President Joe Biden has threatened to back a windfall profits tax on Big Oil unless companies ramp up production, but has not yet done so.
While the move comes after law enforcement in Georgia killed a "Cop City" protester, one official said it is a "purely precautionary" measure before the anticipated release of video footage from an arrest in Tennessee.
Republican Georgia Gov. Brian Kemp on Thursday signed an executive order declaring a state of emergency through at least February 9 that will enable him to deploy up to 1,000 National Guard troops "as necessary."
The order follows protests in Atlanta after 26-year-old forest defender Manuel "Tortuguita" Teran was shot dead last week during a multi-agency raid on an encampment to oppose construction of Cop City, a nearby law enforcement training center. The Georgia Bureau of Investigation (GBI), which is investigating the case, has said Teran was killed after he shot and wounded a state trooper.
While the order begins by stating that "protests turned violent in downtown Atlanta" last Saturday, The Atlanta Journal-Constitutionreported that Kemp's aides signaled that the move was not about the Cop City demonstrations but rather in anticipation of any potential response to video footage from Memphis, Tennessee showing the arrest of Black motorist Tyre Nichols.
\u201cGeorgia Gov. Brian Kemp is calling up to 1,000 National Guard troops & declaring a state of emergency until Feb 9, a week after police killed forest defender Tortuguita. 12 Cop City opponents were charged with domestic terrorism since. Tomorrow the Tyre Nichols video comes out.\u201d— Alleen Brown (@Alleen Brown) 1674766682
As Common Dreamsreported earlier Thursday, five fired Memphis cops were charged with second-degree murder and other crimes related to Nichols' death. Footage of the 29-year-old's arrest is expected to be released sometime after 6:00 pm local time on Friday.
"We understand the executive order is purely precautionary based on possible unrest following the release of the videos from Memphis," an official in Georgia with direct knowledge of the situation told the AJC. "There are no immediate intentions to deploy the guard."
The Atlanta Police Department also mentioned the Memphis case in a statement Thursday:
We are closely monitoring the events in Memphis and are prepared to support peaceful protests in our city. We understand and share in the outrage surrounding the death of Tyre Nichols. Police officers are expected to conduct themselves in a compassionate, competent, and constitutional manner and these officers failed Tyre, their communities, and their profession. We ask that demonstrations be safe and peaceful.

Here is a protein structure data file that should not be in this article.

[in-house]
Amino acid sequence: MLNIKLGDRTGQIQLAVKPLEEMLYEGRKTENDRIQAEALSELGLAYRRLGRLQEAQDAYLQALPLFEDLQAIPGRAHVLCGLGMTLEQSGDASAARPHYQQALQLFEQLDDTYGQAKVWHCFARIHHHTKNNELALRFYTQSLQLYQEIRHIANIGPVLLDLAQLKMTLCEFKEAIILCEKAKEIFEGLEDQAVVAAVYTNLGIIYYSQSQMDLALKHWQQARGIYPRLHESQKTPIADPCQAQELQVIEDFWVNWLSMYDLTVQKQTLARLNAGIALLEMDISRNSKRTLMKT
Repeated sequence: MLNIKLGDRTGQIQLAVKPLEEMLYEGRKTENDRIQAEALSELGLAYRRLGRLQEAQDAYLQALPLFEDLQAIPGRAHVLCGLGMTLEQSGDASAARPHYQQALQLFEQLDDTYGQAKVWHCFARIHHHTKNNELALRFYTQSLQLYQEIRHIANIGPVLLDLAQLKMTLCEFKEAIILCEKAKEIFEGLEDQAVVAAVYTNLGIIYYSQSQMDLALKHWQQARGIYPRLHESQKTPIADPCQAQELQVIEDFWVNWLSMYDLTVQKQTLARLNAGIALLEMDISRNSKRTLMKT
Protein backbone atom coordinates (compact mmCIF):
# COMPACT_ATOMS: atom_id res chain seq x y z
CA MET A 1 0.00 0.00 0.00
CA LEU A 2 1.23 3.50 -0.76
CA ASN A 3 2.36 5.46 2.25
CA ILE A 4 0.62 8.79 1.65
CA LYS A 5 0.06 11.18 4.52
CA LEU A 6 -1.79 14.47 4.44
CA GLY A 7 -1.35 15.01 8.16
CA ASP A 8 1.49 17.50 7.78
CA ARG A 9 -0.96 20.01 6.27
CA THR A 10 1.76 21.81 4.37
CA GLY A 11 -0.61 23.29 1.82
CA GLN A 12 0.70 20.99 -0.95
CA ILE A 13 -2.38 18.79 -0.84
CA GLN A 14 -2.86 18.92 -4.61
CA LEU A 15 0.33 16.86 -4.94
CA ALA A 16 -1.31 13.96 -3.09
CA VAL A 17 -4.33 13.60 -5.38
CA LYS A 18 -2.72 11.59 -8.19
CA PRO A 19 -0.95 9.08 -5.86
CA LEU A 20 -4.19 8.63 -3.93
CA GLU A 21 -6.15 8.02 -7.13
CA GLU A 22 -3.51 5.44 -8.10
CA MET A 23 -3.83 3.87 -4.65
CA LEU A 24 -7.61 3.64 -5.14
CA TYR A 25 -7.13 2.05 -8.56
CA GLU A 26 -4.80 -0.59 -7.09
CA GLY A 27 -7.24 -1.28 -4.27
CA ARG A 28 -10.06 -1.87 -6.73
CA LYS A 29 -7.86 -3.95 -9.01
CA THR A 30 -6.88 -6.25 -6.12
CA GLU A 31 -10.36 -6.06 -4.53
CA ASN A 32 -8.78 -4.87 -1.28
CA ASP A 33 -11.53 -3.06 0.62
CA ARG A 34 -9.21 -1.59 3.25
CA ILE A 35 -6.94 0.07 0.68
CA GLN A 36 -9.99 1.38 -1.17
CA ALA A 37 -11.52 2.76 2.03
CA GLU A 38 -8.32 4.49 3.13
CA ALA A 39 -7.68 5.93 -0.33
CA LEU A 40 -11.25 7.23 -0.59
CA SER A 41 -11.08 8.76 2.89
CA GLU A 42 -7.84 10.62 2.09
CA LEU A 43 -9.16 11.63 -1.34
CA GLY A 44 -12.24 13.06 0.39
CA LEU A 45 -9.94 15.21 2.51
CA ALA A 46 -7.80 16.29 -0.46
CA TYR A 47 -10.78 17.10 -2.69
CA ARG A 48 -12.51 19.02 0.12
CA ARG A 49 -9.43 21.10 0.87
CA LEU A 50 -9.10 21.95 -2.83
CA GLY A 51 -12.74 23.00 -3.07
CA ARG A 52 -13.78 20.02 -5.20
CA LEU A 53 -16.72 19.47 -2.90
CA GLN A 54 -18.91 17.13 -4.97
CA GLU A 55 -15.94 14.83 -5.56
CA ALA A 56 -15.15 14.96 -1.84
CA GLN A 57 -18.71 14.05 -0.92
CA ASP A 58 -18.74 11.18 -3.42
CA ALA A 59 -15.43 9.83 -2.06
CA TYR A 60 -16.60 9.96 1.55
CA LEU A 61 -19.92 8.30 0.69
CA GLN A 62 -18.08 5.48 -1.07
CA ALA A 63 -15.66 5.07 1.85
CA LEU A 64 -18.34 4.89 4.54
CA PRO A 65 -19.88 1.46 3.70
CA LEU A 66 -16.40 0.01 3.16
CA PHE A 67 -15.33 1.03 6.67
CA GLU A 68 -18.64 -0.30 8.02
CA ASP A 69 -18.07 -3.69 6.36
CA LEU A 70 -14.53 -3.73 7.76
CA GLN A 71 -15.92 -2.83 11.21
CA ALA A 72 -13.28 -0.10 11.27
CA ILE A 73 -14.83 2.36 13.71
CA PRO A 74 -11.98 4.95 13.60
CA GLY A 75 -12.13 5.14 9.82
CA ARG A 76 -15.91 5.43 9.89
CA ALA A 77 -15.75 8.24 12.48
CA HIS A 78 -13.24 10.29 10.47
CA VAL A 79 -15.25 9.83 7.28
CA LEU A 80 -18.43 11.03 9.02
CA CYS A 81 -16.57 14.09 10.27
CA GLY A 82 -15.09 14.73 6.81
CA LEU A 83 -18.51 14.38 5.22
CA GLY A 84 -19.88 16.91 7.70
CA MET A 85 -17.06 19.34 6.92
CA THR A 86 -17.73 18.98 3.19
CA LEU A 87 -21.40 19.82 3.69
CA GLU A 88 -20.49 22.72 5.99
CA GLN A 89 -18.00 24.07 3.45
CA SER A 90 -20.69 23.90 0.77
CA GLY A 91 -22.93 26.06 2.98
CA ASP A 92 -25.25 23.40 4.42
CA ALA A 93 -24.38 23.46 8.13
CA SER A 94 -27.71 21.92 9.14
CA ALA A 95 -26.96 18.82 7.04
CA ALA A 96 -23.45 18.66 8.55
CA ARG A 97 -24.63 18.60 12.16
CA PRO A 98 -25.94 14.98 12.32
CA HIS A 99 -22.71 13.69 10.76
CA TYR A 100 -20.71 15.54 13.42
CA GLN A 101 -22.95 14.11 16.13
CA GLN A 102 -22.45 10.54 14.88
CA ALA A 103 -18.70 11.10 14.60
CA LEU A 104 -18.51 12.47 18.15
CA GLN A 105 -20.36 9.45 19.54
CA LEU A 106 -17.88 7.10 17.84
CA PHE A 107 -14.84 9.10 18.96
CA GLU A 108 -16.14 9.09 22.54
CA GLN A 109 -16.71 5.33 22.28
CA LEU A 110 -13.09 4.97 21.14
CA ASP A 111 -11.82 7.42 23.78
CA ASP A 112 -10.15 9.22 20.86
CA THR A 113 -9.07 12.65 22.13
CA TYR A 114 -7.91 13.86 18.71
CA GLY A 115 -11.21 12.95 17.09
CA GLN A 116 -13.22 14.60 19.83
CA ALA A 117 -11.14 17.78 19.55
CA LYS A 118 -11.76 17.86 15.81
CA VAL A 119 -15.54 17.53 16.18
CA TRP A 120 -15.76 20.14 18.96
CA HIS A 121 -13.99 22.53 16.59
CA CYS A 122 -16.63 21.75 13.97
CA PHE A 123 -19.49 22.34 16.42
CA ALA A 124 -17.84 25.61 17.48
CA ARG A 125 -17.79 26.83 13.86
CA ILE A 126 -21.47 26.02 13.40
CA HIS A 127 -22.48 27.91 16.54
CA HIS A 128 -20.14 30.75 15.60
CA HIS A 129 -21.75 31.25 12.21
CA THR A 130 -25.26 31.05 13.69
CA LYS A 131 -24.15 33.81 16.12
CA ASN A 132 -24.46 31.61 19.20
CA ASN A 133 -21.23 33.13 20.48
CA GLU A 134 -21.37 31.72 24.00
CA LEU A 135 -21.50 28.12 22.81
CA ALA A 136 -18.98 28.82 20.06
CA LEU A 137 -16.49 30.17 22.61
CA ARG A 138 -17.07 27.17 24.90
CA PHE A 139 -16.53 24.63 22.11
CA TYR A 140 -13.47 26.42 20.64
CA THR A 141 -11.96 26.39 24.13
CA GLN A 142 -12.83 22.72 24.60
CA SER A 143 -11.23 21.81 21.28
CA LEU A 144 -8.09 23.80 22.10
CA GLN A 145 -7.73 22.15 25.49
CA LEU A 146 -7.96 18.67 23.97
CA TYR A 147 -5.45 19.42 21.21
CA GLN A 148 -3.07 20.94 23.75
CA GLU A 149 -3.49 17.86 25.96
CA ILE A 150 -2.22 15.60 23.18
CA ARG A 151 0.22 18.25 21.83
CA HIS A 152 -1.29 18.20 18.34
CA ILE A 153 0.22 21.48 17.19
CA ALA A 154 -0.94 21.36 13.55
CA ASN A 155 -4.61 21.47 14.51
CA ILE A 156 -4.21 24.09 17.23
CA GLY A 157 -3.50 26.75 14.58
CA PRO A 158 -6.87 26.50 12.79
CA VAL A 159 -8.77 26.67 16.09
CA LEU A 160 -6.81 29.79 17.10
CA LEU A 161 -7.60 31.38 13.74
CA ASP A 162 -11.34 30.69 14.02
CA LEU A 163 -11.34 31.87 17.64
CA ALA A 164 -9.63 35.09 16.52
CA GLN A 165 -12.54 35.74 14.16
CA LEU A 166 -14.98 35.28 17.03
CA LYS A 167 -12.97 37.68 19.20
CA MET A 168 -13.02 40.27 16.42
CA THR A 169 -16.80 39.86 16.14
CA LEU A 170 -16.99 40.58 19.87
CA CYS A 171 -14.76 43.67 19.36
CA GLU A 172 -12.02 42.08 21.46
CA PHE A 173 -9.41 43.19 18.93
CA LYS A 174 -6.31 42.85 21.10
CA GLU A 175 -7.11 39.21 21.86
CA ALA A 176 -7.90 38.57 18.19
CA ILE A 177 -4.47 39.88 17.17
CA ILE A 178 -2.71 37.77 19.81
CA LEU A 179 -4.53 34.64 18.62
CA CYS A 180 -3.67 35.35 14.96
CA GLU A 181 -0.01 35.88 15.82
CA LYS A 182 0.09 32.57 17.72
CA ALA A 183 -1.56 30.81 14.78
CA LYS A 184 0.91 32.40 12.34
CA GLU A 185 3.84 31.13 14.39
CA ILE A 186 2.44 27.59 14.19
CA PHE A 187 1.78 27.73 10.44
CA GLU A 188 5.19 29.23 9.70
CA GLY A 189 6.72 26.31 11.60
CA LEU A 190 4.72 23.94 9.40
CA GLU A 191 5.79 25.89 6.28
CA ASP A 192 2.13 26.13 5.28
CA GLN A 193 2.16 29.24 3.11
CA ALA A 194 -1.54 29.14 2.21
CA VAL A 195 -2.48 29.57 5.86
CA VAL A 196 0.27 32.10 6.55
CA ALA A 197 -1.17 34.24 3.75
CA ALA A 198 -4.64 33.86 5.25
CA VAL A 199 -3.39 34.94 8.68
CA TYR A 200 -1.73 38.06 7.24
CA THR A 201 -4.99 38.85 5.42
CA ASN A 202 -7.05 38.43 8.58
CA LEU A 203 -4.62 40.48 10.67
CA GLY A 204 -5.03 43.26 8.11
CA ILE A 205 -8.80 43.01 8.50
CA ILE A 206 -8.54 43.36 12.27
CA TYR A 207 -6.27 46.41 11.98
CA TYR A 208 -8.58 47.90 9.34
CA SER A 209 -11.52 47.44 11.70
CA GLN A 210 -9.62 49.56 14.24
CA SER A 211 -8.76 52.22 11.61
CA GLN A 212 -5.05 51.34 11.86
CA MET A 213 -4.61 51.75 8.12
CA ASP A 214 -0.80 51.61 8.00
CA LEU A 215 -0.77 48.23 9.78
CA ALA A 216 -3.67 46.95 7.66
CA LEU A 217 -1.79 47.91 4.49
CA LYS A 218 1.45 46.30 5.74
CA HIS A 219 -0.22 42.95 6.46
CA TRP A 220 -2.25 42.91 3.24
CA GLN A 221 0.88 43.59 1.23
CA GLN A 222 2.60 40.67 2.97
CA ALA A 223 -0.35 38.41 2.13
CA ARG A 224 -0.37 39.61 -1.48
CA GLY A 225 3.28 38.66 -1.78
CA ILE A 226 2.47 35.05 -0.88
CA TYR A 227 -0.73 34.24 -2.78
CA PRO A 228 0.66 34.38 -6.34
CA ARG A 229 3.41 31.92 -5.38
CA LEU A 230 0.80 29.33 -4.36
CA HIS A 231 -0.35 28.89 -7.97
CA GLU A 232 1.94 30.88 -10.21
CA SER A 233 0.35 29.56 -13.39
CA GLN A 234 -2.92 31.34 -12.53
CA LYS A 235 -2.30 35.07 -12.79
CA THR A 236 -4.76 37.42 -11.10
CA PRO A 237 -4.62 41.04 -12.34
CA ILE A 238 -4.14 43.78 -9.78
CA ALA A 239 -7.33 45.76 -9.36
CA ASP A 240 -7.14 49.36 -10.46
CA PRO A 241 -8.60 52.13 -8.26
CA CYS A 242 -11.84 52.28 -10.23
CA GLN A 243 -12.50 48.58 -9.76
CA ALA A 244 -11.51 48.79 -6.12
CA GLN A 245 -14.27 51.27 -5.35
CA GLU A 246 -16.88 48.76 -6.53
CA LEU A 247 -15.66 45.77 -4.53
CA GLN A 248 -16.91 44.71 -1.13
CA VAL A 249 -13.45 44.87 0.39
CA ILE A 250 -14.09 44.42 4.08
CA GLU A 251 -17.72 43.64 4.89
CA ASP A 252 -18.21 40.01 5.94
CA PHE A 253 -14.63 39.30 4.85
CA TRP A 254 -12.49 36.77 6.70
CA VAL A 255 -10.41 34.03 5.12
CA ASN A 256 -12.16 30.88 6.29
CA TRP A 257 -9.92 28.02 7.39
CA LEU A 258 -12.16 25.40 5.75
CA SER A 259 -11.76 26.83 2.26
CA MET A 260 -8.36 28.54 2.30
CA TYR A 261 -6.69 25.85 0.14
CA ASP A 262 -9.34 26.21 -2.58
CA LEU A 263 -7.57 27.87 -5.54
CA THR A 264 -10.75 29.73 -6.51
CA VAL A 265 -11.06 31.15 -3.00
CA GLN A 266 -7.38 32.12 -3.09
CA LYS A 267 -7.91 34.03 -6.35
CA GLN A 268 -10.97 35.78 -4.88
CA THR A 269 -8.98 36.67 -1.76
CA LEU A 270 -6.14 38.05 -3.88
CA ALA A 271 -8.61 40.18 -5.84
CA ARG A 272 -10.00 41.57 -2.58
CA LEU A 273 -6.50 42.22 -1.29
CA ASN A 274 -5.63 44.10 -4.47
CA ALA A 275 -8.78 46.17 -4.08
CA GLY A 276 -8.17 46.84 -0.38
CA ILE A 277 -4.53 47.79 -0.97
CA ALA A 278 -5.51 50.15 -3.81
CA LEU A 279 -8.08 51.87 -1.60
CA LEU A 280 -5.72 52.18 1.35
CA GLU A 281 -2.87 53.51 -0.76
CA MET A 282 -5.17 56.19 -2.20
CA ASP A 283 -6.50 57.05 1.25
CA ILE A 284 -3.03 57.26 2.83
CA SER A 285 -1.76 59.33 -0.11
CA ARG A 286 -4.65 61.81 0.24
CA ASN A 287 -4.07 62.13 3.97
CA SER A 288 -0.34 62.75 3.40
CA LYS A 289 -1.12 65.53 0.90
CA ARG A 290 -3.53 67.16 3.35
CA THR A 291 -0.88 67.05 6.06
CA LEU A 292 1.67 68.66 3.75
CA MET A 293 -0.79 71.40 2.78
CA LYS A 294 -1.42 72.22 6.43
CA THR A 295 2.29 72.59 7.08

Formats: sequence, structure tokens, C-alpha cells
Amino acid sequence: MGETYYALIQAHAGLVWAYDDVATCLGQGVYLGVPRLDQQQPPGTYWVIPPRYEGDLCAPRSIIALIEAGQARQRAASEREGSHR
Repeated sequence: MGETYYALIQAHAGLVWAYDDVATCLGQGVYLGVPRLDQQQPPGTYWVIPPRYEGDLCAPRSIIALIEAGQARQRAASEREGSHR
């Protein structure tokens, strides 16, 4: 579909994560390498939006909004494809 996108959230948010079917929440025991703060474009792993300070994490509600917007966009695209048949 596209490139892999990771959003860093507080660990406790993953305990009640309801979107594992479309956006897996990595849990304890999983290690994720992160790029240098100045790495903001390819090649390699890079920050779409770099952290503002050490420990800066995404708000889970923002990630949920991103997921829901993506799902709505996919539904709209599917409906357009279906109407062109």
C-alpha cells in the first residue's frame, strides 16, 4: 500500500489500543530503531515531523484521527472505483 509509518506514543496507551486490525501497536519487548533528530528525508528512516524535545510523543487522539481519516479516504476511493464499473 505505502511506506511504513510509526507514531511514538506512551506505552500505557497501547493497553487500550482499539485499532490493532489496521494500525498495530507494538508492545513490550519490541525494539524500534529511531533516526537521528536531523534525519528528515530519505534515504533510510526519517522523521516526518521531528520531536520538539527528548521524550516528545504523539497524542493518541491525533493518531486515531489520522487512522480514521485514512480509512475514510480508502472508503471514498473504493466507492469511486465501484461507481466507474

In a series of tweets Thursday, the Atlanta Community Press Collective named several people killed by law enforcement in recent years and suggested that Kemp's order is about "trying to instill fear in anyone who stands up against police brutality."
\u201cKemp's declaration of a State of Emergency isn't about property damage at Saturday's protests at all. It's about police murdering #TyreNichols and Tortuguita within two weeks of each other. They're trying to instill fear in anyone who stands up against police brutality.\u201d— Atlanta Community Press Collective (@Atlanta Community Press Collective) 1674764329
Meanwhile, national groups and progressive lawmakers have echoed local demands for an independent probe in Teran's case.
The Georgia Bureau of Investigation has highlighted that it is separate from the Georgia State Patrol and said that GBI "is conducting an independent investigation," after which it will "turn the investigative file over to the prosecutor." The agency noted Wednesday that DeKalb County District Attorney Sherry Boston has recused herself from the case so a special prosecutor will be assigned.
Some have pushed back against the "police narrative" that the "corporate media has ran away with" for Teran's case, as forest defender Kamau Franklin toldDemocracy Now! last week, adding that "we find it less than likely that the police version of events is what really happened."
"And that's why we're calling for an independent investigation, not one that's done by the Georgia Bureau of Investigation, not one that's done by any federal authority, but a complete independent investigation," Franklin said, "because that's the only way we're going to know what really happened."